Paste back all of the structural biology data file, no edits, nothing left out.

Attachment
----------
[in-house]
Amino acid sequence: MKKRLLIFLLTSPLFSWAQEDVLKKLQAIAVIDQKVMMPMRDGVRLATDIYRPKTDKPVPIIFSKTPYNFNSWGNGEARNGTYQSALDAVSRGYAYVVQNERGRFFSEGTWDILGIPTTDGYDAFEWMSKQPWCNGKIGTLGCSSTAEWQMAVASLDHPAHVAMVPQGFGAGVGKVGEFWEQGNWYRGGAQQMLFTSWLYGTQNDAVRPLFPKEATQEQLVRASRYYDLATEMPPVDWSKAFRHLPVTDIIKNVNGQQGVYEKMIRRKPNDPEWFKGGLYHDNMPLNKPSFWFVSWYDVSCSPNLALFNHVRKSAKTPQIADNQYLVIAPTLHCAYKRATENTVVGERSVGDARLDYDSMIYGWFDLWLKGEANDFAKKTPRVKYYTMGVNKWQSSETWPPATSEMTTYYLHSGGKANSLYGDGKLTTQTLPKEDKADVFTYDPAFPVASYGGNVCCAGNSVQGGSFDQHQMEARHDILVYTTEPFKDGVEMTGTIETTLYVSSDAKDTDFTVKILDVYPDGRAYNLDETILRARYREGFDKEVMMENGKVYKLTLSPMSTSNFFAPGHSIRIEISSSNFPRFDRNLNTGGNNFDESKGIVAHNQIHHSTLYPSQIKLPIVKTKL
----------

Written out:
[in-house]
Amino acid sequence: MKKRLLIFLLTSPLFSWAQEDVLKKLQAIAVIDQKVMMPMRDGVRLATDIYRPKTDKPVPIIFSKTPYNFNSWGNGEARNGTYQSALDAVSRGYAYVVQNERGRFFSEGTWDILGIPTTDGYDAFEWMSKQPWCNGKIGTLGCSSTAEWQMAVASLDHPAHVAMVPQGFGAGVGKVGEFWEQGNWYRGGAQQMLFTSWLYGTQNDAVRPLFPKEATQEQLVRASRYYDLATEMPPVDWSKAFRHLPVTDIIKNVNGQQGVYEKMIRRKPNDPEWFKGGLYHDNMPLNKPSFWFVSWYDVSCSPNLALFNHVRKSAKTPQIADNQYLVIAPTLHCAYKRATENTVVGERSVGDARLDYDSMIYGWFDLWLKGEANDFAKKTPRVKYYTMGVNKWQSSETWPPATSEMTTYYLHSGGKANSLYGDGKLTTQTLPKEDKADVFTYDPAFPVASYGGNVCCAGNSVQGGSFDQHQMEARHDILVYTTEPFKDGVEMTGTIETTLYVSSDAKDTDFTVKILDVYPDGRAYNLDETILRARYREGFDKEVMMENGKVYKLTLSPMSTSNFFAPGHSIRIEISSSNFPRFDRNLNTGGNNFDESKGIVAHNQIHHSTLYPSQIKLPIVKTKL